Mix Delicias offers unique Asian and Mexican fusion

By Matt Larsen
Staff Writer

You might mistake it for a home as you’re driving past 927 South 18th St., but that’s perfectly fine with Maria Hernandes.

She will probably take it as a compliment.

No double glass doors. No 25-foot blinking sign complete with marquee. Instead, two garage doors adjoin the wooden front door and betray the dining room’s previous use.

But the name says it all.

Mix Delicias.

While Hernandes and her husband claim solely Hispanic roots, the knack for creating Asian dishes that her husband acquired during the 20 years he cooked in a Chinese restaurant could not be left off the menu of their family business. Thus, the pair set out three years ago to provide a rare combination of Mexican and Chinese cuisine under the same roof.

Turning the doorknob and setting foot on the wooden floors, you might as well be walking into a living room lined with booths rather than sofas and stuffed with tables and chairs rather than plush recliners and ottomans.

Any remaining traces of unfamiliarity melt away behind smiles of Hernandes and her daughter Adriana, who trails a safe two steps behind her mother as Mix Delicias’ soft-spoken owner, waitress, cashier and assistant chef offers drinks along with chips and salsa.

The salsa, available for breakfast or lunch (they open at 8 a.m. and close at 3 p.m.), does not come complimentary. The $1.50 you spend, however, will not be missed.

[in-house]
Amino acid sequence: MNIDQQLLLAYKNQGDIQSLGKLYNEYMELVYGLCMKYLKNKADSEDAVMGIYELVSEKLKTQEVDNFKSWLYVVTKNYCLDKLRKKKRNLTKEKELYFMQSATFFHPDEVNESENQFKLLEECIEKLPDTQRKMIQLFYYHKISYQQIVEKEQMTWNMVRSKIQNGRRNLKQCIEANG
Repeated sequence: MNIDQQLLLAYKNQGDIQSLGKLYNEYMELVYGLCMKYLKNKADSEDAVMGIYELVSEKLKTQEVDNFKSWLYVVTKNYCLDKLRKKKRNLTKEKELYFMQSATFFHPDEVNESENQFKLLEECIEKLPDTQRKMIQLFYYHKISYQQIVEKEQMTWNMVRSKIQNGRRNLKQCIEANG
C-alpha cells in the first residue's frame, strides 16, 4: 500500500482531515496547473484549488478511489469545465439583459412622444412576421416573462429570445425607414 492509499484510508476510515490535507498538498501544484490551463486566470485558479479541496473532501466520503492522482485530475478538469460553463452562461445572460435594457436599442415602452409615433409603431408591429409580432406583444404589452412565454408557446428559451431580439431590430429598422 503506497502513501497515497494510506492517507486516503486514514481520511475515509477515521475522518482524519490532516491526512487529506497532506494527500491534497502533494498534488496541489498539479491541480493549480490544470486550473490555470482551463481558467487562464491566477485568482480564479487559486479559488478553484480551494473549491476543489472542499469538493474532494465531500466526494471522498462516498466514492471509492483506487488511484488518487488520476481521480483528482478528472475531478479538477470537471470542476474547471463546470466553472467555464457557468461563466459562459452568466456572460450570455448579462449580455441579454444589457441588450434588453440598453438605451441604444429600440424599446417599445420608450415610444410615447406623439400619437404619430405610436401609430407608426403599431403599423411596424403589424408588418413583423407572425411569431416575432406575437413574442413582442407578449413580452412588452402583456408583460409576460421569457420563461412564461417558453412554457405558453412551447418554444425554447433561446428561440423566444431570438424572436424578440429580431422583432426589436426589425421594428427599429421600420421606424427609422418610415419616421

Composed of a rich blend of spices that seem to dig deeper into a history of Hispanic cooking than most Mexican restaurants this side of the border, the salsa keeps the fingers reaching rhythmically for more chips and frequent sips of water.

If you’re not careful, you may also find yourself spooning salsa onto your nearly-foot-long breakfast burrito ($2.75) overflowing with eggs and cheese and bundled up with foil like a cross between a sleeping bag and a neatly wrapped present on Christmas morning.

If hefty burritos aren’t your style, tacos can come your way for $1 apiece.

The price stays the same for the lunch tacos while you can add a dollar to have your burrito bursting with rice and beans rather than eggs and cheese.

While Mexican dishes make up roughly two-thirds of the menu and the breakfast options don’t include any Chinese dishes, those Chinese plates are worth the lunch-break trip.

Much like the salsa, the sauces coating your rice, veggies and meat of choice come packed with a blend of spices that bring a multi-pronged assault to your taste buds. These spices may make your water temporarily more valuable than the person sitting across from you but will keep you coming back until you’re soaking up the remaining sauce with your complimentary egg roll.

The only casualty of this time-tested blend of spices: a runny nose.

Reviews in the Lariat represent only the viewpoint of the reviewer and not necessarily those of the rest of the staff. Please send comments to lariat@baylor.edu.